Sunday, 8 April 2012

An early 20th century comic-book

 
One of the amazing things about copyright-free material on the internet, or material available under Creative Commons License to put it correctly, is what you stumble upon — the surprise factor. For instance, browsing through Internet Archive I came across an early 20th century comic-book series I’d neither heard of nor read before —  Smilin’ Ed’s Buster Brown Comics.

Tracing its origins on the internet, I found that Buster Brown was originally a comic strip character created in 1902 by renowned cartoonist Richard Felton Outcault, who was associated with the famous Brown Shoe Company. The comic strips revolved around Buster Brown, an impish young boy, his sister Mary Jane, and his American Pit Bull Terrier, Tige, a talking dog.

Later, Smilin’ Ed McConnell, the well-known host of the children's radio and television series, Smilin' Ed's Gang, and Buster Brown came together to launch Smilin' Ed's Buster Brown Gang on the airwaves. By then, the comic strip had faded from public memory and it wasn’t long before the character “was merely the trademark symbol for a shoe company.”

Incidentally, the Brown Shoe Company came into the picture much later though people associated its Brown Shoe with the Buster Brown character. The shoe company offered in-store Buster Brown comics that were written by Hobart Donavan, who wrote all the three stories in the comic-book featured here.

I might be sketchy with the history behind Buster Brown, the comic strip and the radio show, and so I invite readers with better knowledge to fill in the gaping blanks.

The three Smilin’ Ed’s Buster Brown Comics turned out to be a delightful set of stories with colour illustrations that resemble some of the early comic-books, notably Classics Illustrated. All the stories revolve around young lads who go on adventures to prove to their fathers and mentors that they are more men than boys, that they have grown up, and that they can stand shoulder to shoulder alongside adults.

 
The first story in the comic titled Pirate’s Gold is set in 1697 and is about Laddy Whickett, a small boy from London, who gets a job as a cabin boy on His Majesty’s Ship City of Calcutta. On board the ship, Captain Reddy (judging by the name, he would be an Indian from the southern state of Andhra Pradesh) places Laddy under the charge of his first mate Jamie Fitzroy. As the story unfolds, Laddy helps Fitzroy recapture the ship from pirates disguised as crewmen on the ship. His Majesty’s Navy rewards Laddy for "his courage, his wit and his nerve" by appointing him as midshipman in the navy.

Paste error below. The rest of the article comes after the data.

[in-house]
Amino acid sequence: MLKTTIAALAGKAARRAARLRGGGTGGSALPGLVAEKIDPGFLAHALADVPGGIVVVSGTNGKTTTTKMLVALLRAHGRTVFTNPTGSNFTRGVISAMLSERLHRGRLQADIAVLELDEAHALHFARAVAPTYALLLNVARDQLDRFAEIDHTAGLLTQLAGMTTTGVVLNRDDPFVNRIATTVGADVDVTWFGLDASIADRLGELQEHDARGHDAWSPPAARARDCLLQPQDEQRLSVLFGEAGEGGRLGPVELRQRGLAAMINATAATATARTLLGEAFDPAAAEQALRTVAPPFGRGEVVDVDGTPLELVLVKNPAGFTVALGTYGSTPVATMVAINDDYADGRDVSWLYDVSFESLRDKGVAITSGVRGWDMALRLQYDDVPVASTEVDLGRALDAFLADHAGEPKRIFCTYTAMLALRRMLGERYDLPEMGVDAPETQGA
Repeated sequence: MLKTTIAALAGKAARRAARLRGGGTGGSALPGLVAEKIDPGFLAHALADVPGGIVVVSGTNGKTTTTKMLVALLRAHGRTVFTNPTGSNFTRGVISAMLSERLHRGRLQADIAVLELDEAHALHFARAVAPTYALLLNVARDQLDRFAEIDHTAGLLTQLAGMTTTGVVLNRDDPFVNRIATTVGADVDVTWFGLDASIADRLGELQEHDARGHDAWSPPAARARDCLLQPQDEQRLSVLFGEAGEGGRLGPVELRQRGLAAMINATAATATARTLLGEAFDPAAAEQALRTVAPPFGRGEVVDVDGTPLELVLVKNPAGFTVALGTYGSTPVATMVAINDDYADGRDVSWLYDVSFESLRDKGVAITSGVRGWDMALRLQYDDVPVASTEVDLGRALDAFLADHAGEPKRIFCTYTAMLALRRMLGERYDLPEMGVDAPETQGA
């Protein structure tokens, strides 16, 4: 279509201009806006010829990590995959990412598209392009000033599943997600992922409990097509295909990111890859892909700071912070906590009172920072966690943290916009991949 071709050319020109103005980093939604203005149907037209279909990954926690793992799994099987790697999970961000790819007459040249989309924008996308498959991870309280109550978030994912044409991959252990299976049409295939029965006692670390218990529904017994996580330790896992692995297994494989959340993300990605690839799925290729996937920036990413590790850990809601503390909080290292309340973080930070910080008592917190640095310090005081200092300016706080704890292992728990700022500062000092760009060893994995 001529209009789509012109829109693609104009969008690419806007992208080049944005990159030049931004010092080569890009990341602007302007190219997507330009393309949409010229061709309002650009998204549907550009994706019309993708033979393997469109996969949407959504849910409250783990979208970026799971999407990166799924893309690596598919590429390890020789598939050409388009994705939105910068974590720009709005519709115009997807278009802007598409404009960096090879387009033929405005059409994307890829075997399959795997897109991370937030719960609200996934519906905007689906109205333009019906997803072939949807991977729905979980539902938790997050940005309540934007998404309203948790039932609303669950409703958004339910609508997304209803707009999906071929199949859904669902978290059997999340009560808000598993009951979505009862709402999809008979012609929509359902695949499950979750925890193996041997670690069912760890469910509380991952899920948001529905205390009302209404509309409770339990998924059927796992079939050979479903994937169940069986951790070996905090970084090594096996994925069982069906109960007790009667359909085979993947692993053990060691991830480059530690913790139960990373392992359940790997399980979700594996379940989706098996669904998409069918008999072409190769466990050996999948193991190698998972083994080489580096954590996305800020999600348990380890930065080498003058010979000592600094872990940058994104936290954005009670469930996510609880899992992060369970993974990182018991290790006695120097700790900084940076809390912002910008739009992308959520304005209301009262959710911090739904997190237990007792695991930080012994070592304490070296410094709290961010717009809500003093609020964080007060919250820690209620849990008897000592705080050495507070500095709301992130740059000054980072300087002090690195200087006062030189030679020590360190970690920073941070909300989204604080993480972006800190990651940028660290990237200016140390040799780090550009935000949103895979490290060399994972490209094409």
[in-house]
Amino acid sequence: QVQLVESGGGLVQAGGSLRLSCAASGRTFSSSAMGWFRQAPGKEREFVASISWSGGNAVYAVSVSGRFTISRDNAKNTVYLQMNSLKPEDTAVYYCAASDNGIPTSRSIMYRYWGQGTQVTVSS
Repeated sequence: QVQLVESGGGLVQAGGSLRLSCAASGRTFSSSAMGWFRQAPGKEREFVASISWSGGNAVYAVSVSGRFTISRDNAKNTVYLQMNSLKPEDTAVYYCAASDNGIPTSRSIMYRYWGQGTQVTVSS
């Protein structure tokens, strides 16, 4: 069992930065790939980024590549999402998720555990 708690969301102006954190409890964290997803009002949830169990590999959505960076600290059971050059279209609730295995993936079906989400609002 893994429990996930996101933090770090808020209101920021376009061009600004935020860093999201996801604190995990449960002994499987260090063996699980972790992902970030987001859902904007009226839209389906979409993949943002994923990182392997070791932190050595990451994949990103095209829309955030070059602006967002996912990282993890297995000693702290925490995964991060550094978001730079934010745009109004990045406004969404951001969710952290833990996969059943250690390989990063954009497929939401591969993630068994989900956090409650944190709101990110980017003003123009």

The second story, Little Rabbit’s Warpath, is about Little Rabbit, the son of a Sioux chief, who warns his village about an impending attack by the apaches that enables his father to launch a surprise assault on the enemy and defeat them. As a reward, he is given a new title — Little Fox. No more hunting rabbits for the little lad. In this story, too, Little Rabbit is mentored by Fighting Hawk, a young brave warrior from his village. 


In the third story, titled Cobra Man, Billy and Bunny, the young son and daughter of an American gentleman, help their father’s old friend, the Maharaja of Maripan, expose a plot by the cobra gang, led by the king’s stepbrother, to take over the kingdom. As in the previous stories, Billy and Bunny find a loyal friend in Maru, a big soldier and the king’s trusted lieutenant.

All in all, an entertaining comic-book.

Illustrations: Creative Commons License/www.archive.org

4 comments:

  1. That looks pretty cool. I'll have to check it out.

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  2. Charles, you'll find a lot of early comic-books over at www.archive.org including war, horror and western. I'm still sifting through the treasure.

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  3. interesting blog. If you like puzzles you might like to check out this series of posts I did on solving cryptic crosswords. I find them much more satisfying than ordinary crosswords. Solving Cryptic Crosswords

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  4. Carole, thanks for the kind words. I used to compile crosswords for a newspaper a long time ago. I still solve cryptic crosswords.

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